Stefani McCoy, seated in the center of the front row, was a high school dropout. After going back to school and completing her college degree, she joined the Peace Corps and went to Namibia to help fellow dropouts.

Back when Stefani McCoy was 17, she felt isolated and depressed. Her mother was raising her solo while her father battled drug addiction. One day, she decided she was done with going to school. “No one could talk me out of it,” says McCoy, who soon ended up living out of her car.
Eleven years later, she’s in the Peace Corps, trying to help dropouts in Namibia in a similar situation.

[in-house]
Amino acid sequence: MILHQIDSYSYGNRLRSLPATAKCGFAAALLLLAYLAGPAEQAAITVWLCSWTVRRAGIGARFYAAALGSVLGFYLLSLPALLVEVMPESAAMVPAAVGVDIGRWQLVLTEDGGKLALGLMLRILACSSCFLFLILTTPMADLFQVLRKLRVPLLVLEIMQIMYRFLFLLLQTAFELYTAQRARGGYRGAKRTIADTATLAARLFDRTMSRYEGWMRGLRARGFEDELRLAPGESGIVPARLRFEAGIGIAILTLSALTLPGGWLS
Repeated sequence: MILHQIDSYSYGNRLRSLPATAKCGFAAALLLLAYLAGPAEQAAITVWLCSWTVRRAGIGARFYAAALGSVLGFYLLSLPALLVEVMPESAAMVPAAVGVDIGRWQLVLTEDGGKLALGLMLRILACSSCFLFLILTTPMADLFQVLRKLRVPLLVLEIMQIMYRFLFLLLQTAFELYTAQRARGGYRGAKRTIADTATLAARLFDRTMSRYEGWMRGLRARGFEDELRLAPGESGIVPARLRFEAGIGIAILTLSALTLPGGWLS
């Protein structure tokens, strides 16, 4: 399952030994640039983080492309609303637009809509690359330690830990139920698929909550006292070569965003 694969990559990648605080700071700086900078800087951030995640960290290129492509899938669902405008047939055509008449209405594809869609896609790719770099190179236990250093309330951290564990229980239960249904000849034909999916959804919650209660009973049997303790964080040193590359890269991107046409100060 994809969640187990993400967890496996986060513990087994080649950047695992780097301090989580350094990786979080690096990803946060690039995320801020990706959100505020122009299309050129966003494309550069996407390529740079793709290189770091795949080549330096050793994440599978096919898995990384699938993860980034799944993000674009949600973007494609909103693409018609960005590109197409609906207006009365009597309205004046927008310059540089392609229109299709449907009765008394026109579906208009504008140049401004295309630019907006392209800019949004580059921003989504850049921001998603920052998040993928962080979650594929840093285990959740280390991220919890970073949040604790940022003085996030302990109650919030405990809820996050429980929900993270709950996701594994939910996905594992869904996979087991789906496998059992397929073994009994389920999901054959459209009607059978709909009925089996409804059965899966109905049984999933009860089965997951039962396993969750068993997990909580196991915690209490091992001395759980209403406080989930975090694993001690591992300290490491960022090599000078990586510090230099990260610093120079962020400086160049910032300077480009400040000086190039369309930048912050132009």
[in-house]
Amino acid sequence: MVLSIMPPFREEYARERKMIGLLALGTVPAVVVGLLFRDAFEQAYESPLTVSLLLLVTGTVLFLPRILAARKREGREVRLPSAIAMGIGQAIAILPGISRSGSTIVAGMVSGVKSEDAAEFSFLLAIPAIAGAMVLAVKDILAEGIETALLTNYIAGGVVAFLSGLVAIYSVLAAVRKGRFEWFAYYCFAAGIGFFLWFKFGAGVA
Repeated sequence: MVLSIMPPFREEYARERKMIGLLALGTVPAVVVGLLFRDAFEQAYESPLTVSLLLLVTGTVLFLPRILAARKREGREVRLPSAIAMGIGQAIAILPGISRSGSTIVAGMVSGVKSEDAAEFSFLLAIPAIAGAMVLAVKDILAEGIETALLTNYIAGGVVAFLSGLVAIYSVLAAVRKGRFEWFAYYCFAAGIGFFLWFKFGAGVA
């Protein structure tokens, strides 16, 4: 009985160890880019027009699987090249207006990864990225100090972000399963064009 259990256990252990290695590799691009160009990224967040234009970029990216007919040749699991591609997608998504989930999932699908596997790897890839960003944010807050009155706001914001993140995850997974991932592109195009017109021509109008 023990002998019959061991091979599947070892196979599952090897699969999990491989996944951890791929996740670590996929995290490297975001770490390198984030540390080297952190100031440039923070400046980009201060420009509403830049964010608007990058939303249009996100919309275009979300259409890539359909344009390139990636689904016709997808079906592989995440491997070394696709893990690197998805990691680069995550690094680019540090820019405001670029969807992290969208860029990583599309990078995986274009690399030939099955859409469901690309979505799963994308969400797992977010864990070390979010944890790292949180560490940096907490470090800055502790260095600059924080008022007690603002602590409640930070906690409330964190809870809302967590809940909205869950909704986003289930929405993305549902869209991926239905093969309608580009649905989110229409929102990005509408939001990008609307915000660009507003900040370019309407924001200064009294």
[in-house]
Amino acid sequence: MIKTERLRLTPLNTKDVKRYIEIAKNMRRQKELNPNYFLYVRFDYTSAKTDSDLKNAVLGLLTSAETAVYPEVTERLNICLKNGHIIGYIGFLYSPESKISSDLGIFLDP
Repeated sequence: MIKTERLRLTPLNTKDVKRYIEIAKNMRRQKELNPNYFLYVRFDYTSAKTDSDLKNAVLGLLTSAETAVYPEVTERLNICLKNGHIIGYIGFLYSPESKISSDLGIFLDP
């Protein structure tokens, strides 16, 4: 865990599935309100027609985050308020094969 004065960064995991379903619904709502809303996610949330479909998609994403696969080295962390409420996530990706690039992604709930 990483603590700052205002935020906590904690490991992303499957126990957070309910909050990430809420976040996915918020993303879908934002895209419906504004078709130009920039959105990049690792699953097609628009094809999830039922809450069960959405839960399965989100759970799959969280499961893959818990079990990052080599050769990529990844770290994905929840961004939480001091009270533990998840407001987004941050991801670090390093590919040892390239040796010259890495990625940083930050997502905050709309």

As McCoy says, “They’re me in African form.”
McCoy is stationed in Rundu, on the northern border of the country, working with the local branch of the Community Skills Development Center (COSDEC). Its programs provide vocational training in areas such as plumbing and office administration for dropouts who want to enter the work force but lack the skills to succeed.
There are number of reasons it’s so common for kids to leave school early in Namibia. COSDEC colleague Toive Pessa ticks off a …